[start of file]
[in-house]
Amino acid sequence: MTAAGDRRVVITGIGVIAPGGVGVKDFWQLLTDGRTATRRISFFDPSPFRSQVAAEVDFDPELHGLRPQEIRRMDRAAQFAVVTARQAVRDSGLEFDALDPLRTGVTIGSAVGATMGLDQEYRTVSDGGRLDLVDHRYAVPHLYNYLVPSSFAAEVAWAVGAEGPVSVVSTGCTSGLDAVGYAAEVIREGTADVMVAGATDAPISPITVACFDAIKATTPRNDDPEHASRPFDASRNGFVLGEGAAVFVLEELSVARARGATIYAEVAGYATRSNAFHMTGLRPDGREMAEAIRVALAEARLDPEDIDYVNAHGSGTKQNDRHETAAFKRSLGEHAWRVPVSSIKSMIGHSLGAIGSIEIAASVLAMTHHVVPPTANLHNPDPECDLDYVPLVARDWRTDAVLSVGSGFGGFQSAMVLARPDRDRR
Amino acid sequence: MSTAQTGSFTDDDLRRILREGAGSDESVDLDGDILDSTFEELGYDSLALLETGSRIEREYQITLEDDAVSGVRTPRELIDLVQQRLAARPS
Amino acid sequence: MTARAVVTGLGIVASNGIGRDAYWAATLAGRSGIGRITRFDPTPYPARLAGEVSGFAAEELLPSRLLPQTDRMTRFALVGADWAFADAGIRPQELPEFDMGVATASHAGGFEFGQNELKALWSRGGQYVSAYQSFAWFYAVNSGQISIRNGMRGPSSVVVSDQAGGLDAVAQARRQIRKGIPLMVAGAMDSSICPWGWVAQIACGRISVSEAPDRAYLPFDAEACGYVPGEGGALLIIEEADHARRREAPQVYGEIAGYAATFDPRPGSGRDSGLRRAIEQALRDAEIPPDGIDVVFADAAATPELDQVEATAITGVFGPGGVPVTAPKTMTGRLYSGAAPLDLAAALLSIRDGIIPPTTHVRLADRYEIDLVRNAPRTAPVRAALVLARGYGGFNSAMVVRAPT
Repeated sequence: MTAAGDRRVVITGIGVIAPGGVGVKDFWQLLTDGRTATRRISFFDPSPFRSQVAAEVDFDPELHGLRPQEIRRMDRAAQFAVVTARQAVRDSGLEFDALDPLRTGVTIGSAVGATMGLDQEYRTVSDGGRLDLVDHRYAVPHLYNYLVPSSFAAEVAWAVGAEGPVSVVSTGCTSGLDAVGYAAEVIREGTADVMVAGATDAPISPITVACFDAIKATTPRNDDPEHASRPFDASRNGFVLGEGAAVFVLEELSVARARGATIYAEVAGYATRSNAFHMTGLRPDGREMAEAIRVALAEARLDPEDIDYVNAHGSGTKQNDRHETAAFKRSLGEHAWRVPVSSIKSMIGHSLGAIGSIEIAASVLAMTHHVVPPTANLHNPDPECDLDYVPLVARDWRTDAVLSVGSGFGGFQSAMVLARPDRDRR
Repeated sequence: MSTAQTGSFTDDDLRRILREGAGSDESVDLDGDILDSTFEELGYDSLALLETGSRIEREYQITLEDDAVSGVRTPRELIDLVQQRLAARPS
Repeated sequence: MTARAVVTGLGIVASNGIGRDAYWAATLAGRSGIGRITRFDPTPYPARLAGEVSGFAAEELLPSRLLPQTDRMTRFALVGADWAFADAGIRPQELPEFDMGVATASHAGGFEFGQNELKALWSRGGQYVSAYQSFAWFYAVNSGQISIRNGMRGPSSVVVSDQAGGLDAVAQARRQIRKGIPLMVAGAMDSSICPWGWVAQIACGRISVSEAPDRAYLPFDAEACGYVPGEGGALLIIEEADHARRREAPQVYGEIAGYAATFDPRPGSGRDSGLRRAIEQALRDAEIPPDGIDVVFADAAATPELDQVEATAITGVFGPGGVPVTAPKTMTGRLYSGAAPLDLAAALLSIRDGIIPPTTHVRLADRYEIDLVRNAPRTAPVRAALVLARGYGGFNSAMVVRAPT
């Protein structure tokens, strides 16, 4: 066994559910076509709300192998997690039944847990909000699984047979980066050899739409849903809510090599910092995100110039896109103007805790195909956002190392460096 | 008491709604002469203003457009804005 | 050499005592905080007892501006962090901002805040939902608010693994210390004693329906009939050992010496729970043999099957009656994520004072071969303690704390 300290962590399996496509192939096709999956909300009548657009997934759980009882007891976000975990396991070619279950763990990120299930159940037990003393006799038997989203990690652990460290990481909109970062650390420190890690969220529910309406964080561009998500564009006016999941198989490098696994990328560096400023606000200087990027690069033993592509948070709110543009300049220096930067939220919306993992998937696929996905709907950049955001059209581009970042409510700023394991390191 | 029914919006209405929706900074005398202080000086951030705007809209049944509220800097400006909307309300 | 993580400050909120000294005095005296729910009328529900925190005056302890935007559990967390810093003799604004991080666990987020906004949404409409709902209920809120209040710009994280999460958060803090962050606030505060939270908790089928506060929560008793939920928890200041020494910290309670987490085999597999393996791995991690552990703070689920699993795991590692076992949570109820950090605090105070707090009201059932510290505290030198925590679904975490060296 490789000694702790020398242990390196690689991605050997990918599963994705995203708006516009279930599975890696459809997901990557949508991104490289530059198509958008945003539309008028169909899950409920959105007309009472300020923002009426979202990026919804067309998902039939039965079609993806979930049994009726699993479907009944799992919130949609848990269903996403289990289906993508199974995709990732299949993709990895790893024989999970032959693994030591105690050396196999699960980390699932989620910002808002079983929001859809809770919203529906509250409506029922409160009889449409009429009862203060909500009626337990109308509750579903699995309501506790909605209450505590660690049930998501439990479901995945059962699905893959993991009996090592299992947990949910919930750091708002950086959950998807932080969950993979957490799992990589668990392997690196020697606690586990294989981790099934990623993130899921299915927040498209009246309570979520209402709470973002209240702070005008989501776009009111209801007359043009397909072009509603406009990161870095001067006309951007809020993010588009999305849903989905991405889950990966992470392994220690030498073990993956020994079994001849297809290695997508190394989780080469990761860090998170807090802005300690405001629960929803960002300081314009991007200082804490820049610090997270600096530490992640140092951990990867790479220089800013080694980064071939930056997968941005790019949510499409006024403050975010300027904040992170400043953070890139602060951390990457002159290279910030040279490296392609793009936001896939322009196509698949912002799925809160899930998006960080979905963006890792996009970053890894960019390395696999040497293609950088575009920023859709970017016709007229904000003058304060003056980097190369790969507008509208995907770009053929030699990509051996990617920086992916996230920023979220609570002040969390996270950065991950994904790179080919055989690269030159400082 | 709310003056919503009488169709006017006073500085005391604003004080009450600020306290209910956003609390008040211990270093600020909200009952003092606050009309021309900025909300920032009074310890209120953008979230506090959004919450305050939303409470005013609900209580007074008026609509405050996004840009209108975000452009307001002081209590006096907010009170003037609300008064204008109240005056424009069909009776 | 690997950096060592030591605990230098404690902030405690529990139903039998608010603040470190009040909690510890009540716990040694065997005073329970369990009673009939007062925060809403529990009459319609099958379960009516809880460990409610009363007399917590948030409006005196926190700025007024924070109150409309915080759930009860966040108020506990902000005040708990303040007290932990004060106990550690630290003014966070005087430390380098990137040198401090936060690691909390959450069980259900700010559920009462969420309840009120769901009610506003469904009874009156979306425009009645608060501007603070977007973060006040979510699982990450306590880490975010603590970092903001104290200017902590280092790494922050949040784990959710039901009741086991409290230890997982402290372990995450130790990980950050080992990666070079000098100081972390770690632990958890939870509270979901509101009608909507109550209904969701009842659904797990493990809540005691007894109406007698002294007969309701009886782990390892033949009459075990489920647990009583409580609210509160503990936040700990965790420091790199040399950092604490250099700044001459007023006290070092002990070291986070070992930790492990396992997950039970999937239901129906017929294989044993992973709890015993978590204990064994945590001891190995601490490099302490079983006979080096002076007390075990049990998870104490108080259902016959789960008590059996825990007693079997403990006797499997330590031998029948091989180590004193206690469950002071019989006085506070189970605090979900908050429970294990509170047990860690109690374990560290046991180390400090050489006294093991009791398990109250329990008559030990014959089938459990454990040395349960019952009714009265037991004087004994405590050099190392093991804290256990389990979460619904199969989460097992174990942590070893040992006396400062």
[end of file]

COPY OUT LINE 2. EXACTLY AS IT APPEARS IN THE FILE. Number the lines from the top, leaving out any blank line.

Amino acid sequence: MTAAGDRRVVITGIGVIAPGGVGVKDFWQLLTDGRTATRRISFFDPSPFRSQVAAEVDFDPELHGLRPQEIRRMDRAAQFAVVTARQAVRDSGLEFDALDPLRTGVTIGSAVGATMGLDQEYRTVSDGGRLDLVDHRYAVPHLYNYLVPSSFAAEVAWAVGAEGPVSVVSTGCTSGLDAVGYAAEVIREGTADVMVAGATDAPISPITVACFDAIKATTPRNDDPEHASRPFDASRNGFVLGEGAAVFVLEELSVARARGATIYAEVAGYATRSNAFHMTGLRPDGREMAEAIRVALAEARLDPEDIDYVNAHGSGTKQNDRHETAAFKRSLGEHAWRVPVSSIKSMIGHSLGAIGSIEIAASVLAMTHHVVPPTANLHNPDPECDLDYVPLVARDWRTDAVLSVGSGFGGFQSAMVLARPDRDRR